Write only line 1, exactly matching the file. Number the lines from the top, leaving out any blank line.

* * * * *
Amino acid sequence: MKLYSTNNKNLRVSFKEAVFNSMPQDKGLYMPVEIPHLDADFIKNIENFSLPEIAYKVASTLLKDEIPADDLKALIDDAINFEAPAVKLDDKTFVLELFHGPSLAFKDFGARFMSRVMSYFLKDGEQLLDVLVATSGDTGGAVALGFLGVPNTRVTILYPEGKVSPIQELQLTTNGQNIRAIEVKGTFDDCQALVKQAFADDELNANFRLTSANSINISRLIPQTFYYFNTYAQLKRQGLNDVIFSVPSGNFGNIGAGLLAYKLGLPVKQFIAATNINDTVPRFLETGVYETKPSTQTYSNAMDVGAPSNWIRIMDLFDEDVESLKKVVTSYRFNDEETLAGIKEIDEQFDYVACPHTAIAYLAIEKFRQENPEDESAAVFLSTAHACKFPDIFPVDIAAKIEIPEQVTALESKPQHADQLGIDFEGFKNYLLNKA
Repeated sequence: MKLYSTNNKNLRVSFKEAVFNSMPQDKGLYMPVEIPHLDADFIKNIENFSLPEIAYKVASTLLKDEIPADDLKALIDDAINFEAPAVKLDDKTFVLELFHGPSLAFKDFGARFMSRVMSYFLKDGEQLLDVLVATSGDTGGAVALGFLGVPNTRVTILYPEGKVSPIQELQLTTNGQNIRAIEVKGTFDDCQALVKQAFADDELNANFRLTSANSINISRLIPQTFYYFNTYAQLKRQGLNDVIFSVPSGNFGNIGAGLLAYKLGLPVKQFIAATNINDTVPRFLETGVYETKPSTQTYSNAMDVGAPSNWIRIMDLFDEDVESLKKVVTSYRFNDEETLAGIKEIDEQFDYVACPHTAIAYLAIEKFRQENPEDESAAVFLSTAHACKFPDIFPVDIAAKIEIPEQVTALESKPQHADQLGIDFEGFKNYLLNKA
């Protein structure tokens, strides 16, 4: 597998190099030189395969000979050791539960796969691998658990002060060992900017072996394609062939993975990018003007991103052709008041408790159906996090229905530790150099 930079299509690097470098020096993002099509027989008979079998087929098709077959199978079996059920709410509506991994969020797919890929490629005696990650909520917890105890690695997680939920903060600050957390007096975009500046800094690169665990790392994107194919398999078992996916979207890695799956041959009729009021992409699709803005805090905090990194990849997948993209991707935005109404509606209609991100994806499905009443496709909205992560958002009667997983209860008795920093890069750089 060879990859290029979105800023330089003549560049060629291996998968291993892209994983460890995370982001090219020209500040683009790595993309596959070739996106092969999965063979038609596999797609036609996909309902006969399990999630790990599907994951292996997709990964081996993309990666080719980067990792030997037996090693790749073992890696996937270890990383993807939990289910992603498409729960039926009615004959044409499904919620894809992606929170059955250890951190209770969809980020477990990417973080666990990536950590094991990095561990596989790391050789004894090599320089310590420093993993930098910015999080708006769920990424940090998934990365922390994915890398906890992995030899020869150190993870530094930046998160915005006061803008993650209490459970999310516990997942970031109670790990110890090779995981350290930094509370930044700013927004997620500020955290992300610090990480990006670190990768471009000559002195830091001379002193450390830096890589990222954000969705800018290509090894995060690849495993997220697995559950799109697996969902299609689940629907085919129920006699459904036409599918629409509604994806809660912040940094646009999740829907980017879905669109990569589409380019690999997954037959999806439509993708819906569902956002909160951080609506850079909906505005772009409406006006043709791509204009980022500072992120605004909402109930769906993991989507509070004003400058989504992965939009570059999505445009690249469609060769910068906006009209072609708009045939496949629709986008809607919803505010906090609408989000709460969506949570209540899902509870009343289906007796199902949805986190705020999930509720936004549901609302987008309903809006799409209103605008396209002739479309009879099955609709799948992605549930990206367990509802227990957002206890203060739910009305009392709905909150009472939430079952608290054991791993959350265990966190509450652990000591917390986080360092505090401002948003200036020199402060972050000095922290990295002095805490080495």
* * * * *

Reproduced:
Amino acid sequence: MKLYSTNNKNLRVSFKEAVFNSMPQDKGLYMPVEIPHLDADFIKNIENFSLPEIAYKVASTLLKDEIPADDLKALIDDAINFEAPAVKLDDKTFVLELFHGPSLAFKDFGARFMSRVMSYFLKDGEQLLDVLVATSGDTGGAVALGFLGVPNTRVTILYPEGKVSPIQELQLTTNGQNIRAIEVKGTFDDCQALVKQAFADDELNANFRLTSANSINISRLIPQTFYYFNTYAQLKRQGLNDVIFSVPSGNFGNIGAGLLAYKLGLPVKQFIAATNINDTVPRFLETGVYETKPSTQTYSNAMDVGAPSNWIRIMDLFDEDVESLKKVVTSYRFNDEETLAGIKEIDEQFDYVACPHTAIAYLAIEKFRQENPEDESAAVFLSTAHACKFPDIFPVDIAAKIEIPEQVTALESKPQHADQLGIDFEGFKNYLLNKA